For their part, Hall and his colleagues noticed that the background fluorescence of silicon nitride membranes tended to diminish around pores that had been drilled with a helium ion beam approach they described in Nanotechnology in 2011.
After noticing lower-than-usual background fluorescent halos around pores that had been produced in silicon nitride membranes by helium ion beam milling, the team started investigating this phenomenon in more detail.
As it turned out, Hall explained, training a concentrated helium ion beam in one spot ablates membrane material as shown previously, forming pores as small as 2.5 nanometers in diameter. At slightly lower intensity, the same type of beam can be used to carefully shave off layers of the membrane.
But when the beam's intensity is dialed down far enough, no membrane material is actually removed. Instead, the beam seems to cause internal damage to the material that diminishes its autofluorescence, which are thought to be caused by small quantum dots in membrane material.
"We went back to study this a little more systematically and we found that we could control it very accurately," Hall said.
In their Nanoscale study, for example, the researchers tried out various helium ion doses on a 30 nanometer thick silicon nitride membrane using a commercially available helium ion microscope.
After finding a suitable set of conditions to decrease the fluorescence of this material to 10 percent or less of that seen with the original membrane, the team focused the ionic beam for drilling pores with diameters smaller than 3 nanometers.
Generally speaking, Hall said the group has had success getting rid of autofluorescence over a 20 micron piece of silicon nitride by applying a low intensity helium beam for around 10 seconds. For smaller membrane areas, the same treatment takes just a fraction of a second.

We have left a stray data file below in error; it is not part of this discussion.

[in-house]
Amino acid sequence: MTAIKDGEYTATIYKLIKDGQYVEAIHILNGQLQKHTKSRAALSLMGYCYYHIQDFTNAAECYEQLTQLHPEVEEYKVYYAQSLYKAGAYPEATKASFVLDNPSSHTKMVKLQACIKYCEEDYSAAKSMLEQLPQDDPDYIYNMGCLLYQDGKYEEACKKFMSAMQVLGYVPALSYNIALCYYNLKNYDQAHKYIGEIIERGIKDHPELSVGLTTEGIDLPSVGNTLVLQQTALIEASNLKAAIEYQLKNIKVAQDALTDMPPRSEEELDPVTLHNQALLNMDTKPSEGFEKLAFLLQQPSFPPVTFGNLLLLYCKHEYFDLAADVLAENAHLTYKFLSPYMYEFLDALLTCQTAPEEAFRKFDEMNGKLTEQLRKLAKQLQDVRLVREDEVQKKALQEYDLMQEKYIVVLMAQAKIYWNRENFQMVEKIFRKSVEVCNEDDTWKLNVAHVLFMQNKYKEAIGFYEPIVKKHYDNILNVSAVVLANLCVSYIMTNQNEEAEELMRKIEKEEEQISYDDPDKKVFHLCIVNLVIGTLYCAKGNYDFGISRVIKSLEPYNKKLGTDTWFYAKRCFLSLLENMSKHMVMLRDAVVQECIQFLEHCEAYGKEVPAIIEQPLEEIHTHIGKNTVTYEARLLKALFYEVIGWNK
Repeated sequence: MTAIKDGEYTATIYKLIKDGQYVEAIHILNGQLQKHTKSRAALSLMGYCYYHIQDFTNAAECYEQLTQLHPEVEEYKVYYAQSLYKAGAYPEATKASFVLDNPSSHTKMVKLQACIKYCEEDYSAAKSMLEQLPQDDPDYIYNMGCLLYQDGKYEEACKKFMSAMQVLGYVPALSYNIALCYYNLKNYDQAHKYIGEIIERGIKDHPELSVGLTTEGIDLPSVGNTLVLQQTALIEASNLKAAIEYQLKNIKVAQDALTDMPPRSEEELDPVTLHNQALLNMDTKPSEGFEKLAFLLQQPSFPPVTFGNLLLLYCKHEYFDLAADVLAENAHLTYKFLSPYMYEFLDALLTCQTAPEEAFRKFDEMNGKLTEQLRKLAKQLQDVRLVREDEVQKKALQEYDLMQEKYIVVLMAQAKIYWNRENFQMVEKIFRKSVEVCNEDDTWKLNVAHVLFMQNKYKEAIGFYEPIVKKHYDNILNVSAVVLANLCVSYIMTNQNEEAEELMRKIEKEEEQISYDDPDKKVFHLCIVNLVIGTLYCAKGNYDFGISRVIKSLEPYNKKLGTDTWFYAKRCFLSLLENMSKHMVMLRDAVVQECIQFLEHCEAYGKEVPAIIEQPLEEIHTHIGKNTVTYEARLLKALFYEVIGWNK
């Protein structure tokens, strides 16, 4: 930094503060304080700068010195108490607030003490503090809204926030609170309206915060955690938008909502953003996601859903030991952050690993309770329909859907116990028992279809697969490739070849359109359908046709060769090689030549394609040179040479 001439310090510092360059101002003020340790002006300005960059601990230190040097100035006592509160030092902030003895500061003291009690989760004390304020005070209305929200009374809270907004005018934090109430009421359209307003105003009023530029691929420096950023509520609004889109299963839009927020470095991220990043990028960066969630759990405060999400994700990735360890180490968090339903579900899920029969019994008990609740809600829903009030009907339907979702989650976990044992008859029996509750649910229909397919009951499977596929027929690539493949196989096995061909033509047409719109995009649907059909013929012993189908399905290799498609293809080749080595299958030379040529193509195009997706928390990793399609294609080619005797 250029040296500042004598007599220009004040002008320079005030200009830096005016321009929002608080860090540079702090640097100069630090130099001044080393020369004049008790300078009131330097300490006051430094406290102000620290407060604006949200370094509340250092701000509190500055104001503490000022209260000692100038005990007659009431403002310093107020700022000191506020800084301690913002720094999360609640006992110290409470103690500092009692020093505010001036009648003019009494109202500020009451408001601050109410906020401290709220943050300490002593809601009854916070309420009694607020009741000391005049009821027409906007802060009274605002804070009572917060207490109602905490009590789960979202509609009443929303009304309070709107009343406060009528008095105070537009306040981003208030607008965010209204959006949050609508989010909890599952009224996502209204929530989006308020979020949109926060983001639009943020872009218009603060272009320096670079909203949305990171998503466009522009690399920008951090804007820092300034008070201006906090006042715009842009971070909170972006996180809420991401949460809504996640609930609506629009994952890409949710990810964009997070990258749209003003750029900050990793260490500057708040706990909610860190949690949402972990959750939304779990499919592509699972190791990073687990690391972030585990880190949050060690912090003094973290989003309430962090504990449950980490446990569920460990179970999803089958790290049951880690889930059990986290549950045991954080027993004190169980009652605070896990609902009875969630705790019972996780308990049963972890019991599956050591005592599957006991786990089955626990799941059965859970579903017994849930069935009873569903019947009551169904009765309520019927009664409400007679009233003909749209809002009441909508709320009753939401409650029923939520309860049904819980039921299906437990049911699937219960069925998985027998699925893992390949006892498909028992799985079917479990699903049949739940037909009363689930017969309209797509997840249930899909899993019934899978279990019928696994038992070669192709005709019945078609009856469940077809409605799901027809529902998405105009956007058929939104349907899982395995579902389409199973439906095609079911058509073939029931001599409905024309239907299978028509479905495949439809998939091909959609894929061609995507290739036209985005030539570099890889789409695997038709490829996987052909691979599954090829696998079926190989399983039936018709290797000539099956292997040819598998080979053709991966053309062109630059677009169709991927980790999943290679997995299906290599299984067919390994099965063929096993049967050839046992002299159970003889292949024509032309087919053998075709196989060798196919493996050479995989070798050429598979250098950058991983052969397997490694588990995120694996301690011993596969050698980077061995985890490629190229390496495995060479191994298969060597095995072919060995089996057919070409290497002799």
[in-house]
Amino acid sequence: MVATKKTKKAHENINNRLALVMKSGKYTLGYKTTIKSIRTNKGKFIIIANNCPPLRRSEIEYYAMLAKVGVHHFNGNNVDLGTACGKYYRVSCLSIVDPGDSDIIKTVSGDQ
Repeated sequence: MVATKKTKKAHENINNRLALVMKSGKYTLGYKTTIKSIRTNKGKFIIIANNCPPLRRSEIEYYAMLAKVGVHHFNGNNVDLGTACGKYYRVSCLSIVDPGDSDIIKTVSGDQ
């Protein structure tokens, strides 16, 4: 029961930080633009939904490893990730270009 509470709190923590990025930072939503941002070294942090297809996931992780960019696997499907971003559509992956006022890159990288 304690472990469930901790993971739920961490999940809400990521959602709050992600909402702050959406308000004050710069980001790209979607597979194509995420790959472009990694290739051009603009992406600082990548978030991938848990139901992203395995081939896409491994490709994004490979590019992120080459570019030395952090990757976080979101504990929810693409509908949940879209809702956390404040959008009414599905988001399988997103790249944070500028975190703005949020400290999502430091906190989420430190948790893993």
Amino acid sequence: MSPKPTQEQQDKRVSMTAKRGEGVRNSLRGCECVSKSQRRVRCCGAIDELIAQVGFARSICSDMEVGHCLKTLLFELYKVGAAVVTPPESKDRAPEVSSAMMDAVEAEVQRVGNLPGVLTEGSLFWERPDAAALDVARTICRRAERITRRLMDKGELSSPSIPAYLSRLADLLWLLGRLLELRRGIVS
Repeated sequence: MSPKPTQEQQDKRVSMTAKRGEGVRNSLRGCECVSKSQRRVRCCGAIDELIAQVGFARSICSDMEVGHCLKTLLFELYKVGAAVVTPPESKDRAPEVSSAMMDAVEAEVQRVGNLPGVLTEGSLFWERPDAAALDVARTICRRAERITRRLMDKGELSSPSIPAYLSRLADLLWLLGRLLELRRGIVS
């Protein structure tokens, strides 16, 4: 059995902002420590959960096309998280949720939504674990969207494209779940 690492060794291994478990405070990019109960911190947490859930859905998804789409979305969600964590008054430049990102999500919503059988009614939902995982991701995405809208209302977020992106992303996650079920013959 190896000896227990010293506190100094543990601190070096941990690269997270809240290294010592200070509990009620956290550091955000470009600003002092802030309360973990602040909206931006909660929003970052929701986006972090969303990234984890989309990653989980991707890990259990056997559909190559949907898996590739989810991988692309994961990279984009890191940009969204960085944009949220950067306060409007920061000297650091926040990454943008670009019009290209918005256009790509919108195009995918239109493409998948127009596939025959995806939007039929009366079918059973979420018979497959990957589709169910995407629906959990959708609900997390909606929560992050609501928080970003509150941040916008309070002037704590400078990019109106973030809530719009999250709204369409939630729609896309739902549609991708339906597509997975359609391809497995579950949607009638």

The group hasn't tested the helium ion beam approach on other types of material, since it's currently focused on silicon nitride-based solid-state nanopores. Still, Hall noted that background fluorescence is "common to most materials" being used as membranes for solid-state nanopore fabrication and said that there's "no reason I can see that would prevent it from working on materials like silicon oxide."
Additional research is needed to build from the reduced fluorescence membrane step and flesh out various features of the group's optical detection approach to solid-state nanopore sequencing, Hall noted.
Still, he said the general optical detection scheme that he and his collaborators are pursuing may make it possible to do solid-state sequencing on DNA molecules, RNA molecules, modified nucleotides, and more.
"In the far future, there's really no reason to think that this couldn't expand to things like proteomics, where you could sequence proteins as they're translocated," Hall said. "It's a wide open field at the moment."
In their proof-of-principle study in Nanoscale, he and his colleagues demonstrated that silicon nitride membranes with diminished autofluorescence did not interfere with the detection of translocating single-stranded DNA that had been labeled with Cy3 fluorescent tags. Rather than attempting to identify individual bases as they moved through the silicon nitride pores, though, those fluorescent labels were "really just used as beacons to represent translocation through the pore," Hall noted.
The researchers have filed for intellectual property related to the use of helium ion beam-based quenching of background fluorescence on solid-state membranes.
Hall and his team are continuing to collaborate with Quantapore, which is exploring options for developing a more complete solid-state nanopore sequencing device. Earlier this week, the company announced that it had nailed down around $35 million in Series B financing in support of its quest to come up with and commercialize a nanopore sequencing platform using an optical read out system.